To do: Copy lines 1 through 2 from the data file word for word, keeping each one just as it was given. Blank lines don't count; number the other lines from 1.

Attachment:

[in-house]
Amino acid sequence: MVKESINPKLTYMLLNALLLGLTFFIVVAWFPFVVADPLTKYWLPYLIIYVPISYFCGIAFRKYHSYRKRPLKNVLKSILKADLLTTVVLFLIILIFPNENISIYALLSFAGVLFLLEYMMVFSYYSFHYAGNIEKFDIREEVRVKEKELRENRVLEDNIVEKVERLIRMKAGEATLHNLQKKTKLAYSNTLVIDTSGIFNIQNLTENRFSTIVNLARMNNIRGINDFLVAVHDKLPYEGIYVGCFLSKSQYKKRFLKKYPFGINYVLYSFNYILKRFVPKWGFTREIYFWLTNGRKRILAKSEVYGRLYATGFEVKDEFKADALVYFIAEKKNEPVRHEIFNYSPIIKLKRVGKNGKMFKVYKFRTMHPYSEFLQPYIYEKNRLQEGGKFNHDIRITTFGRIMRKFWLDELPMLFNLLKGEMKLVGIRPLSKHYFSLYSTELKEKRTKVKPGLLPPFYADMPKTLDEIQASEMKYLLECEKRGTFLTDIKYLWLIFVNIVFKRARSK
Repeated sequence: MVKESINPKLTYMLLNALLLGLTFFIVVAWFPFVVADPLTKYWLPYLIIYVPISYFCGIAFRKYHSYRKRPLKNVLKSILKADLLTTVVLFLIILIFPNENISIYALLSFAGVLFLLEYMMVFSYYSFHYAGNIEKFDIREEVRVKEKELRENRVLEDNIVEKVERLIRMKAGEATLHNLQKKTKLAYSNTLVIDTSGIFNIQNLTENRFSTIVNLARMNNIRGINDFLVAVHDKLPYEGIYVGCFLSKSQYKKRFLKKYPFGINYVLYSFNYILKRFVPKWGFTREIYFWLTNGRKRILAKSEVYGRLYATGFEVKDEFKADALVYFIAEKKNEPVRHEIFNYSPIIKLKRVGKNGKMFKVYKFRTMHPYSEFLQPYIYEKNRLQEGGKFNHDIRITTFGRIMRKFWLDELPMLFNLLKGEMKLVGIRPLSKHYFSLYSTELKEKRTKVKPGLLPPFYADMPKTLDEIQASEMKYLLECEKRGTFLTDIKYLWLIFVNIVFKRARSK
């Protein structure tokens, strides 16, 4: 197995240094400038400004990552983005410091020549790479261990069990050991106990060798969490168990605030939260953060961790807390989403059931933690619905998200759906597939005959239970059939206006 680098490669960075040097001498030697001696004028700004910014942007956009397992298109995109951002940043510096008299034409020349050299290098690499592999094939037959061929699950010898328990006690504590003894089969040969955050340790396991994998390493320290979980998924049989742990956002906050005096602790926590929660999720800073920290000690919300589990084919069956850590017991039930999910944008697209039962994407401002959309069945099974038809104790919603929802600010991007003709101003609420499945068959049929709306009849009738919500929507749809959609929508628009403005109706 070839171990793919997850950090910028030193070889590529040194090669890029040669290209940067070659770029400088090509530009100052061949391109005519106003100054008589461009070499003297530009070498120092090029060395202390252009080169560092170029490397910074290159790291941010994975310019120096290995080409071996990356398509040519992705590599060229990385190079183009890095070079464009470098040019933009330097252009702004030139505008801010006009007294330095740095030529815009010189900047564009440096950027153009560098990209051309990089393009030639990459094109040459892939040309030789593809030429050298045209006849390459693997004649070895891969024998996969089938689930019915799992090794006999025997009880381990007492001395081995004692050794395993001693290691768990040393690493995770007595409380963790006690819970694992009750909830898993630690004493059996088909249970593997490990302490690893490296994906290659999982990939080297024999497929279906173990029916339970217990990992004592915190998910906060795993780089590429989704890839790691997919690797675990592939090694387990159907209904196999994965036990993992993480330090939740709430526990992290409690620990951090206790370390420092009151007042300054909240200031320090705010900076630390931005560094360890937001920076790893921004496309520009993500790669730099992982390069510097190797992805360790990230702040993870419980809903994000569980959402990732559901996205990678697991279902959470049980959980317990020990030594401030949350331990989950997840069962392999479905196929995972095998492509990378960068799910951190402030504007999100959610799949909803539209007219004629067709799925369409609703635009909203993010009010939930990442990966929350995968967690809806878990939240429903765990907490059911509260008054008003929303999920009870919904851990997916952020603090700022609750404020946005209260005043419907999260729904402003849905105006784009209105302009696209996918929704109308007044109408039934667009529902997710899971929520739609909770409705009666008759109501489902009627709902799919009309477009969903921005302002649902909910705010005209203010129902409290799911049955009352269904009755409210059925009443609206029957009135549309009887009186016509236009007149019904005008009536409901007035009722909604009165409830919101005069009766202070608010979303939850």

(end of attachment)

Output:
[in-house]
Amino acid sequence: MVKESINPKLTYMLLNALLLGLTFFIVVAWFPFVVADPLTKYWLPYLIIYVPISYFCGIAFRKYHSYRKRPLKNVLKSILKADLLTTVVLFLIILIFPNENISIYALLSFAGVLFLLEYMMVFSYYSFHYAGNIEKFDIREEVRVKEKELRENRVLEDNIVEKVERLIRMKAGEATLHNLQKKTKLAYSNTLVIDTSGIFNIQNLTENRFSTIVNLARMNNIRGINDFLVAVHDKLPYEGIYVGCFLSKSQYKKRFLKKYPFGINYVLYSFNYILKRFVPKWGFTREIYFWLTNGRKRILAKSEVYGRLYATGFEVKDEFKADALVYFIAEKKNEPVRHEIFNYSPIIKLKRVGKNGKMFKVYKFRTMHPYSEFLQPYIYEKNRLQEGGKFNHDIRITTFGRIMRKFWLDELPMLFNLLKGEMKLVGIRPLSKHYFSLYSTELKEKRTKVKPGLLPPFYADMPKTLDEIQASEMKYLLECEKRGTFLTDIKYLWLIFVNIVFKRARSK